DM (to our half-elf rogue): You’re now cursed. Whenever you step into the moonlight, you turn into a giant lobster.
Wizard: See, I told you not to go grabbing random magic items but no— Nobody ever listens to me.
So this girl walks up to another girl and says “Hey, have you heard of the Bechdel Test?”
And the other girl says, “Yeah, my boyfriend was telling me about it the other day!”
i don’t get it
I feel like this is an inside joke that I am not getting
izzyblair said: What's the difference between embarrassing a student in front of his peers and other things? Like if you threaten to call parents, is that embarrassing? I'm just struggling to understand the difference between joking with a student in front of the class and embarrassing them in front of the class. Love your blog!!
This is one of the best questions I’ve had (and most of the questions I receive are excellent). I just found out from one of my Twitter followers a few days ago that his university teachers’ education course uses You Suck, Sir as required reading as of this year. They use it as a discussion starter on what teaching methods they approve of and which ones they don’t. As an educator, I would hate it if my blog were used as a how-to guide because there is no one method for effective teaching.
My joking style is a perfect fit for me. I’m also a stand-up comedian and have played the largest comedy festival in the world and some of the crappiest bars in small towns across Canada (and the US west coast). I’m quite quick on my feet and am used to dealing with hecklers and interruptions. And here’s what I’ve learned: you can position your heckler so that he’s either in on the joke or the butt of the joke.
In the classroom, you never want to make a student the butt of your joke. Never. You don’t want students laughing AT him, but WITH him. Early in my career, I made the mistake a few times of accidentally stepping over that line and have hurt students with my words. I always apologized immediately after in private and things were fine, but those moments stayed with me. Once you see your words sting a young person, you never forget it.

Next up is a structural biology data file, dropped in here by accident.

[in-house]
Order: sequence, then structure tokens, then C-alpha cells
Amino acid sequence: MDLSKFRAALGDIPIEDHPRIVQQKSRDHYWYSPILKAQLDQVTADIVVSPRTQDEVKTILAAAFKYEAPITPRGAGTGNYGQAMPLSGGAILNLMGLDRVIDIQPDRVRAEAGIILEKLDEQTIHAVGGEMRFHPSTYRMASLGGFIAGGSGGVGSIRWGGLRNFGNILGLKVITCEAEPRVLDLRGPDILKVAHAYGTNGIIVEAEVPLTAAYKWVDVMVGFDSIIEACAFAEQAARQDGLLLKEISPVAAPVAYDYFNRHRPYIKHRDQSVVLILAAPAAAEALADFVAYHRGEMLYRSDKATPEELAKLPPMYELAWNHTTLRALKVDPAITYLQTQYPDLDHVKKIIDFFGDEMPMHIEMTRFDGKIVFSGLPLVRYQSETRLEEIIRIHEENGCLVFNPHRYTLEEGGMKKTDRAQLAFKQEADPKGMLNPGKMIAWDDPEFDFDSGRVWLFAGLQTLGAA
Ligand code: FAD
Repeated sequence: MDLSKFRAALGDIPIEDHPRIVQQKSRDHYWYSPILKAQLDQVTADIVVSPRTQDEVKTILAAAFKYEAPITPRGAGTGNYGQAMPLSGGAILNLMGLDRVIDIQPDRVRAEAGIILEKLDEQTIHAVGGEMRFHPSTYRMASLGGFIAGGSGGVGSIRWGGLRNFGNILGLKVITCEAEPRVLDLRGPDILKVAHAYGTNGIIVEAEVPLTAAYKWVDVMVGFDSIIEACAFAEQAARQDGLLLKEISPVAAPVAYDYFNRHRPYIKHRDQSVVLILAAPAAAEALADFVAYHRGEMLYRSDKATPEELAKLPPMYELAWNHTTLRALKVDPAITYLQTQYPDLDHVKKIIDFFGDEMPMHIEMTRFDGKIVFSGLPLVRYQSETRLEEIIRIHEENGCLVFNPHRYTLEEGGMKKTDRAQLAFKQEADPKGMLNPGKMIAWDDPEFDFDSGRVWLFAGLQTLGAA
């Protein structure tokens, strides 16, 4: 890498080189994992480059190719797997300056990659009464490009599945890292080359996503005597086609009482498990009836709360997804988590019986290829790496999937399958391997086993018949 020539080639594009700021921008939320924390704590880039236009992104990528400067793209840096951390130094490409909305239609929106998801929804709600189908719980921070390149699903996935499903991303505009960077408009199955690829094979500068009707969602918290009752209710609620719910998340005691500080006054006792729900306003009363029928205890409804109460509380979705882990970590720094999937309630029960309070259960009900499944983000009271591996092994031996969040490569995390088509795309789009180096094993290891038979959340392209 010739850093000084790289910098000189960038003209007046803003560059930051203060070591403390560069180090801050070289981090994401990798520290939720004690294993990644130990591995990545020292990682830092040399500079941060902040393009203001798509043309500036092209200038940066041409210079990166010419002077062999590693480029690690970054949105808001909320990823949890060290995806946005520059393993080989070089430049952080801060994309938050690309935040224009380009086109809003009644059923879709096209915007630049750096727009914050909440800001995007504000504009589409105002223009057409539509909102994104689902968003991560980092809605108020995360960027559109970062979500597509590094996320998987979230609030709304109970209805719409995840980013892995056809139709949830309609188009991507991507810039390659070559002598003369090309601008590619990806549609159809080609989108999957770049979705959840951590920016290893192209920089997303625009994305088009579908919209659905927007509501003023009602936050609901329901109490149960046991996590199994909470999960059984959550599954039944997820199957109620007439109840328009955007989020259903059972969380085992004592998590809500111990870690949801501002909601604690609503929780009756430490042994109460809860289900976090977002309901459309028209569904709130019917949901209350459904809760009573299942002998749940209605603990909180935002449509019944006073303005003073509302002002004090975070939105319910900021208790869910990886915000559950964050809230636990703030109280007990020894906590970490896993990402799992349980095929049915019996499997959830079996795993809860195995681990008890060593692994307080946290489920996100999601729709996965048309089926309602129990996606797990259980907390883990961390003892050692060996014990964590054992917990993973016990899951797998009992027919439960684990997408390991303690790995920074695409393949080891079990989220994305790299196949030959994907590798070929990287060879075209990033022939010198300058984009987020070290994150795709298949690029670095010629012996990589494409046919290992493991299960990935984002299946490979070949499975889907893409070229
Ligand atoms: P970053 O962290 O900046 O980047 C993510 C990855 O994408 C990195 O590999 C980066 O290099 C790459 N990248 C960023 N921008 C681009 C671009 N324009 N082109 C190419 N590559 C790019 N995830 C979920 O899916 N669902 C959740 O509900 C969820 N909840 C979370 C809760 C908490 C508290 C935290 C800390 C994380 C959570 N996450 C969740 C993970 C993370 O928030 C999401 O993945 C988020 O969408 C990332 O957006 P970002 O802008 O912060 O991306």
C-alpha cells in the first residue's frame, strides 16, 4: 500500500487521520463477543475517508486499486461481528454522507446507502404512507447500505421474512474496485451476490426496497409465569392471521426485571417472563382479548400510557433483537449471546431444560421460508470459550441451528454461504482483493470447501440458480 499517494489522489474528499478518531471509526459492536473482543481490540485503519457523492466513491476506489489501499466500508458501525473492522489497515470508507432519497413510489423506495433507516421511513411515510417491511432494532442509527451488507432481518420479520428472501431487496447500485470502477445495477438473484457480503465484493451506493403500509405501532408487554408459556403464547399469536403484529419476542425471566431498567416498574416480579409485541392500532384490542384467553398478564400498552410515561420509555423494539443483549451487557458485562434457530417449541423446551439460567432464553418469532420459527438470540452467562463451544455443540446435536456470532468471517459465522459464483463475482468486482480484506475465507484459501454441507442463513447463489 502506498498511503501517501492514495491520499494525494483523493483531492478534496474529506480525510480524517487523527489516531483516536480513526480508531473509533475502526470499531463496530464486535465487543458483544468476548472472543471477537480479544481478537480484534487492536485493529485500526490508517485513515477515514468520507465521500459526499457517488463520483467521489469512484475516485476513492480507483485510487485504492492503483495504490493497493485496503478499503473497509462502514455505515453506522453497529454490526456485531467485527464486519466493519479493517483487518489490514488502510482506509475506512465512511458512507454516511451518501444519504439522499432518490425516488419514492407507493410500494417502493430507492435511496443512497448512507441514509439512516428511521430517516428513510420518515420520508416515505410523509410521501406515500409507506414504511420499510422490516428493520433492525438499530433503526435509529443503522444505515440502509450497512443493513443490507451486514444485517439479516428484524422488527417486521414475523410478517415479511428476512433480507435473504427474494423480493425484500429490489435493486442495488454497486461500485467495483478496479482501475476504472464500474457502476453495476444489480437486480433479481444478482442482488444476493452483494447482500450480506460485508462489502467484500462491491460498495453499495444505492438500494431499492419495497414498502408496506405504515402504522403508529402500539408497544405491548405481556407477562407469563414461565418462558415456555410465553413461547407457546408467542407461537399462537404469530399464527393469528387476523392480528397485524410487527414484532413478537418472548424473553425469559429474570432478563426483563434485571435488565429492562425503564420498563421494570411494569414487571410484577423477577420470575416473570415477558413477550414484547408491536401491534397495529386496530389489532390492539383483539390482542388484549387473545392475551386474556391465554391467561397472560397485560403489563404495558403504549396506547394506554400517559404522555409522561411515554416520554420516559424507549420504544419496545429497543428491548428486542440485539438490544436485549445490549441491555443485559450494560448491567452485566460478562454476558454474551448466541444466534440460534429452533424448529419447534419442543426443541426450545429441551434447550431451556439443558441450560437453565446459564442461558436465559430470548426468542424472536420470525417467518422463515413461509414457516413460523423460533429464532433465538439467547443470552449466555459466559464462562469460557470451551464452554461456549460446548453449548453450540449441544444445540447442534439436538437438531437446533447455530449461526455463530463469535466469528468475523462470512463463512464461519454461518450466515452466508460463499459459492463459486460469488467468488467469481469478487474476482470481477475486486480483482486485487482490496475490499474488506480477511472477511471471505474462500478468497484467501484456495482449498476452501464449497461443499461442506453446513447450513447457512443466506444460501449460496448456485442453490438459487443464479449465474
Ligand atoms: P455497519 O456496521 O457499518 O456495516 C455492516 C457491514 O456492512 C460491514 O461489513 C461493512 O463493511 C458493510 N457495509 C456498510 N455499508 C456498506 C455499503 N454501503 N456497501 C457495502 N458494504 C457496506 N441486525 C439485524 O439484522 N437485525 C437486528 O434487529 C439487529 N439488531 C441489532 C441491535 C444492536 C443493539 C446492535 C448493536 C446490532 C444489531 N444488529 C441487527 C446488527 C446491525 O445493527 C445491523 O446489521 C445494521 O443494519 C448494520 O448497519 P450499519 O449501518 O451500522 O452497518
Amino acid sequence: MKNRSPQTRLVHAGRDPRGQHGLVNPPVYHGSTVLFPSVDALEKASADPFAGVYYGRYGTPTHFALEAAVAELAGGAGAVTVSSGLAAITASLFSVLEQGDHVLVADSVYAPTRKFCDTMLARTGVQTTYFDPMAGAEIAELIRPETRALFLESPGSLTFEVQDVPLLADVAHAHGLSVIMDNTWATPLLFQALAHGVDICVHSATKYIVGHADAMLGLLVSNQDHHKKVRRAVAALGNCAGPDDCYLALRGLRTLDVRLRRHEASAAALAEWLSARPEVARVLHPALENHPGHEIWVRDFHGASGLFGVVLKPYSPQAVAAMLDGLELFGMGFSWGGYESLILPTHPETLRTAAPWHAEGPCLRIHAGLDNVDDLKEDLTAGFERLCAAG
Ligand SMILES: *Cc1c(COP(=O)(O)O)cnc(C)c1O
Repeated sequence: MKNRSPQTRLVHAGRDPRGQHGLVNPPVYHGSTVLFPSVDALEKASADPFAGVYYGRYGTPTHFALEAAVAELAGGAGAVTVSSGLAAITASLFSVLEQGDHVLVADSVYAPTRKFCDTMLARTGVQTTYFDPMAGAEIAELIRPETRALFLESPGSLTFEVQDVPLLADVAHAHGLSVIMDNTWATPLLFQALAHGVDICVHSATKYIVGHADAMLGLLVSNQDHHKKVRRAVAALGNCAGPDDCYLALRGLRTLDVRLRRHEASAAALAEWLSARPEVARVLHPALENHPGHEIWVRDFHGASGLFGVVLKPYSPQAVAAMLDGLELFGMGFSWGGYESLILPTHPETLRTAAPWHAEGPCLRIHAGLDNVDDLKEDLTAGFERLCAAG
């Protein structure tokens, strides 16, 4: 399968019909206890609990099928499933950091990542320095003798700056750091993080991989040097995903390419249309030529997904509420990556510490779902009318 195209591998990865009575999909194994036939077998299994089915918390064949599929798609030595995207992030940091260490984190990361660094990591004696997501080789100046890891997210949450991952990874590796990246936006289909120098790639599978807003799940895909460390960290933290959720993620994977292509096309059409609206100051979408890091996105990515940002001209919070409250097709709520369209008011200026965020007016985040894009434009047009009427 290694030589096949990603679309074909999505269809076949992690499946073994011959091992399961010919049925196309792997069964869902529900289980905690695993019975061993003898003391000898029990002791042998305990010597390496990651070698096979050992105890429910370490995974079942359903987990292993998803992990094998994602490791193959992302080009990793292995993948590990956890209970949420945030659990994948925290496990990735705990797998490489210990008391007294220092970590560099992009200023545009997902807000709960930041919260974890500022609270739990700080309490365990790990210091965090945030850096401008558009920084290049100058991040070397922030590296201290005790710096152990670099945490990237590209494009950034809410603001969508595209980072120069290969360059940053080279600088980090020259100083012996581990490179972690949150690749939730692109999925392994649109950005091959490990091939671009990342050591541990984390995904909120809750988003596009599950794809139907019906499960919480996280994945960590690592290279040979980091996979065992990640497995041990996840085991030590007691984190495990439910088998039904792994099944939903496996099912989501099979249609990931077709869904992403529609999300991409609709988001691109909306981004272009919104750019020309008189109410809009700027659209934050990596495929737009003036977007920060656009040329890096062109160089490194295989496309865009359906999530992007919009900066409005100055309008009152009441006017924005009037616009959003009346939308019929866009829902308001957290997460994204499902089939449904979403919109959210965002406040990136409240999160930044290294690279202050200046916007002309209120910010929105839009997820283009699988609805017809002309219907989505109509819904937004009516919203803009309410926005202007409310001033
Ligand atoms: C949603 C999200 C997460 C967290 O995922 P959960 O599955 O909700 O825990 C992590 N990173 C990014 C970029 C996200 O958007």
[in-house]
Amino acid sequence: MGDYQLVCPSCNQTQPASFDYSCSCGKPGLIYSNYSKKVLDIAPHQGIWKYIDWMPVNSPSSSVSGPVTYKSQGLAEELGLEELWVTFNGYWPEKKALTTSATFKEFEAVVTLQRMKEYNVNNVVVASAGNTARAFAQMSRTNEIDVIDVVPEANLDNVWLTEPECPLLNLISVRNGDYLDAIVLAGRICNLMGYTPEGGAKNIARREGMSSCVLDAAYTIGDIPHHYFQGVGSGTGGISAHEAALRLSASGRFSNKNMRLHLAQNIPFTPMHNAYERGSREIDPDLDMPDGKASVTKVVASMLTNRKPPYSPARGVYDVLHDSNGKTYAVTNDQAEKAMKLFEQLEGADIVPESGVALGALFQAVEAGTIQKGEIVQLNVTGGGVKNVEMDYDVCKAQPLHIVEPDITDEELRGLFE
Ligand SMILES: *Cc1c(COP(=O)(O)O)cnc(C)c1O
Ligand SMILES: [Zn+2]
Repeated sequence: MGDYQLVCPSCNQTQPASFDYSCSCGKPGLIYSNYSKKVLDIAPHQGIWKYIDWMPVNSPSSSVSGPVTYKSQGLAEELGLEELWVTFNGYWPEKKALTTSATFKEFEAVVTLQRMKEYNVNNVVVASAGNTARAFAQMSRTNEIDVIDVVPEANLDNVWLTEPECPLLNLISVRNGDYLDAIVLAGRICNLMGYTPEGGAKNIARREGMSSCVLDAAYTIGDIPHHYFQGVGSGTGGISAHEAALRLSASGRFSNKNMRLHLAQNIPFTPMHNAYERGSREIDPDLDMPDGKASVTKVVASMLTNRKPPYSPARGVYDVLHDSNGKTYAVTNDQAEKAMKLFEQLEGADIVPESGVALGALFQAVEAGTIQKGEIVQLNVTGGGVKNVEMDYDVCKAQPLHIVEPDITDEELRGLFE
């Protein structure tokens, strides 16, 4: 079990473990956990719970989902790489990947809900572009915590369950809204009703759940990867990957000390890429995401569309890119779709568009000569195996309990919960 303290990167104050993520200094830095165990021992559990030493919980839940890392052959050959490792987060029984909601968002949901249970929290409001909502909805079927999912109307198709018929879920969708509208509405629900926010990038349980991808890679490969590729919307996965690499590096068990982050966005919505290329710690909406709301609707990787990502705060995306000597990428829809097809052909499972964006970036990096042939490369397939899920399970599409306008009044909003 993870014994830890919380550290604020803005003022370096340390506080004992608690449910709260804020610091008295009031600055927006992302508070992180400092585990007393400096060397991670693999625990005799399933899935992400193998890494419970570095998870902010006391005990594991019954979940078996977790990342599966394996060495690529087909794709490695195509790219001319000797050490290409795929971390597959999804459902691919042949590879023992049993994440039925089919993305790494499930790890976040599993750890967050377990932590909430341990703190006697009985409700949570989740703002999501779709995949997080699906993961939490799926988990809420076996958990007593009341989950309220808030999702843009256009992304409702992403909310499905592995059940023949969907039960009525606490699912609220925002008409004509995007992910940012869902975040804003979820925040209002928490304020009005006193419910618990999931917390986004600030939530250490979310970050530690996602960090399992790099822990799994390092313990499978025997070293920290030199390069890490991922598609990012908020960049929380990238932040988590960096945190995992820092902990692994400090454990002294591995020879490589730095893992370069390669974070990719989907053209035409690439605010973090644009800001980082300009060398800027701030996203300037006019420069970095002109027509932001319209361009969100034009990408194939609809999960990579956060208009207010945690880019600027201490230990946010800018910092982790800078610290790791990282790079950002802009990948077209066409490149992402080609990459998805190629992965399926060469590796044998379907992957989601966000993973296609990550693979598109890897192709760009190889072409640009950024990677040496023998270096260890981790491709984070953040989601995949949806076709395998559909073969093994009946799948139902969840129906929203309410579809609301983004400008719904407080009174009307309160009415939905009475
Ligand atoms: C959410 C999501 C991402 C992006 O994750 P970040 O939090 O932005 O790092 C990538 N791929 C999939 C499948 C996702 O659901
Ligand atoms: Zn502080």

But I have students who love being called out by me. They know if they are smart alecks, I’ll say something funny to put them in their place. And they love it. And this is allowed because of one thing: TRUST. They trust I respect all of them so I can get away with it. (And to be honest, they’ve also seen me online and heard me on radio so know they’re sometimes getting a free show and revel in that.)
But you have to find a teaching style that integrates your natural personality with a strong pedagogical, professional style that is honest and respectful of the learning space. And, again, there is no one fit for all.
I had a French teacher back in ‘84. Madame Kearns. She was not what you would call a funny person. She was quite serious. Almost scary. But we knew she cared about us. I walked into class late one day wearing tight black jeans tucked into high black leather boots with chains and stuff over my jacket. (Hello, 80s!) She coolly said, “Three belts? Who wears three belts? Why in God’s name would you need three belts to hold up those skinny jeans in particular?” The whole class laughed. I looked at her and she had the tiniest, wryest of smiles and I immediately knew she had said it out of love—and to make sure I’m never late again. If any other teacher had said that to me, I would have been angry. But I trusted her.